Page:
When David Mavins was accused of shoplifting recently in Fairfax County, the black Anacostia resident found himself thrust into an unfamiliar world of justice in Northern Virginia: arrested, defended, tried, convicted and sentenced by whites.

Even if, as some contend, the Fairfax court system is color-blind, Mavins, 19, an 11th grade student at Anacostia High School who doesn't say much to strangers, felt the experience was intimidating. "It's my first time out here, but never again. I don't like it. There are too many whites and they're prejudiced. They don't want blacks out there shopping. They want whites because they can trust them," he said.

Last week, after appearing in a Fairfax court and receiving a six-month suspended sentence, Mavins boarded the bus for the two-hour ride home to the District. "From now on I'll stay in D.C. and shop," he said. "People here in Fairfax are a whole lot different."

County officials say they do not have exact figures, but those familiar with Fairfax cases largely agree that a sizeable number of low-income, black District residents are charged each year, especially with shoplifting.

"A lot of felony shoplifters are from D.C.," said Fairfax General District Court Judge F. Bruce Bach. "You have Bloomingdale's and an awful lot of nice stores to choose from if you are going to steal."

In Maryland, Chief Circuit Court Judge Ernest A. Loveless said the same phenomenon exists in suburban Prince George's County.

Fairfax County's 13-member prosecution staff has one black lawyer, Marcus D. Williams, who said he sometimes wonders whether the county's "all-white and often middle-class" juries "resent me because I'm black." The county's 639-member bar association includes one black lawyer. There are no black Fairfax judges and black jurors are rare.

"You know when you walk into the Fairfax courts, the prosecutor is going to be white, the judge is going to be white," said black attorney John L. Crump, director of the Washingtonbased 6,500-member National Bar Association.

"A certain feeling comes over you.Well, hell, it is one of fear, fear of the unknown That, at least, is what the black defendant feels... The individual is in a surrounding that is totally unfamiliar."

Transportation ordeals and wary bail bondsmen can add to a D.C. defendant's headaches, according to lawyers familiar with the courts. David Mavins showed up two hours late for his own trial after missing a series of buses from the District.

Yet Deputy Commonwealth's Attorney Steven A. Merril of Fairfax denies that the county courts are stacked against black defendants.

"It certainly is a fact that this county is 90 percent white, and that includes the judicial system. But our juries are very knowledgeable and sophisticated here in Fairfax. We don't have undereducated, countrytype juries," Merril said.

Bobby B. Stafford, a black Alexandria lawyer, agrees it can be an "advantage" to be tried in Fairfax because "you have smart people on your jury" with broader experience than District jurors.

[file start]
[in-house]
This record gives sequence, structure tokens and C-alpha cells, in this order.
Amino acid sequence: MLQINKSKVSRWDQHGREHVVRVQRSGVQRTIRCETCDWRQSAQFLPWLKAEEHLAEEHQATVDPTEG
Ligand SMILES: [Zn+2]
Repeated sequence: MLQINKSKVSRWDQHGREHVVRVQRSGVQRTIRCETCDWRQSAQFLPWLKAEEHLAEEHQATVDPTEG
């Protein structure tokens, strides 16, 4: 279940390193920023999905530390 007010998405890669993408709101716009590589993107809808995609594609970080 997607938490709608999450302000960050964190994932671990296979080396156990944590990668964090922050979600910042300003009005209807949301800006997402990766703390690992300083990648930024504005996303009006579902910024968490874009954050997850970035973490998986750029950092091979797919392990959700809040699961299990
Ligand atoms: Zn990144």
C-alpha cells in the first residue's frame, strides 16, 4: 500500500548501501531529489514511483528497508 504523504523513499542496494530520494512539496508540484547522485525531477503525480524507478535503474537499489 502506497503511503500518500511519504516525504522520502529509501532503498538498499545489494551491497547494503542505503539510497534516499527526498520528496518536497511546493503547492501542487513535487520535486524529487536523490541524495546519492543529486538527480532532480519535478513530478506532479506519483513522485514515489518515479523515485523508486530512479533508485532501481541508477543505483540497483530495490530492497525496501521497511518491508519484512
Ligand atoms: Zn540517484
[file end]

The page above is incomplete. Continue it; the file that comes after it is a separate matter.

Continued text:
Yet long before the jury stage, many District families face frustration in trying to arrange for bond to free a relative from Fairfax jail.

Bondsmen operating near the Fairfax courthouse said they are reluctant to bond out-of-state defendants who do not own property in Virginia, and who may not return to stand trial. "Nine out of 10 of them (District defendants) don't show up," said Ken Connally of Payne Bonding Co.

Said another bondsman, B. Rasnick of Roseberry Bonding Co.: "If you bond someone from D.C. on $125 bond and then try to go pick them up (for failure to appear in court), you are taking a chance of getting killed."

So when a Fairfax judge recently set David Mavins' bail at $500, his mother, Barbara Ann Mavins, a clerk, could not persuade any local bondsman to put up funds for her eldest son's release.

"If he was from Arlington, or local, it would have cost him $50," said his lawyer, Peter D. Greenspun, as he waited the other day for Mavins to show up for trial. Eventually, Greenspun persuaded a Fairfax judge to accept a reduced cash bond of $250, paid for by Mavins' mother, and after two days in jail Mavins was released.

Another defendant, Yvonne Harris, 21, of Northeast Washington, charged with shoplifting at Springfield Mall, sat in Fairfax jail for five days before bail could be arranged.

A succession of bondsmen refused to put up her $1,000 bond. Finally, a Fairfax judge, faced with keeping her in the already overcrowded jail until her Jan. 31 trial, reduced her bail to $100 and she was set free.

Even if a bondsman is willing to cooperate, some Farfiax judges are not easily persuaded to release out-of-state residents from custody. According to local lawyers, some judges, irked by the District's refusal to extradite defendants who fail to return for trial, are reluctant to let D.C. defendants go.

"The worst thing you can say to General (District Court) Judge J. Mason Grove is, this man is from the District of Columbia," one local lawyer remarked recently.

"The commonwealth's opinion is that once they go across the river, they are not going to come back any more," said another lawyer, Myron Teluk. In other, smaller ways, it makes a difference where defendants come from. The Fairfax courts are about to embark on an innovative pretrial program that would allow certain first offenders to perform social work rather than stand trial.

The program, according to Chief General District Court Judge Robert Hurst, is meant especially for accused shoplifters, yet it will be limited strictly to defendants from Virginia.

"Because," said Hurst, "if the D.C. resident decides at some point he doesn't want to participate, there is no way we can get him back."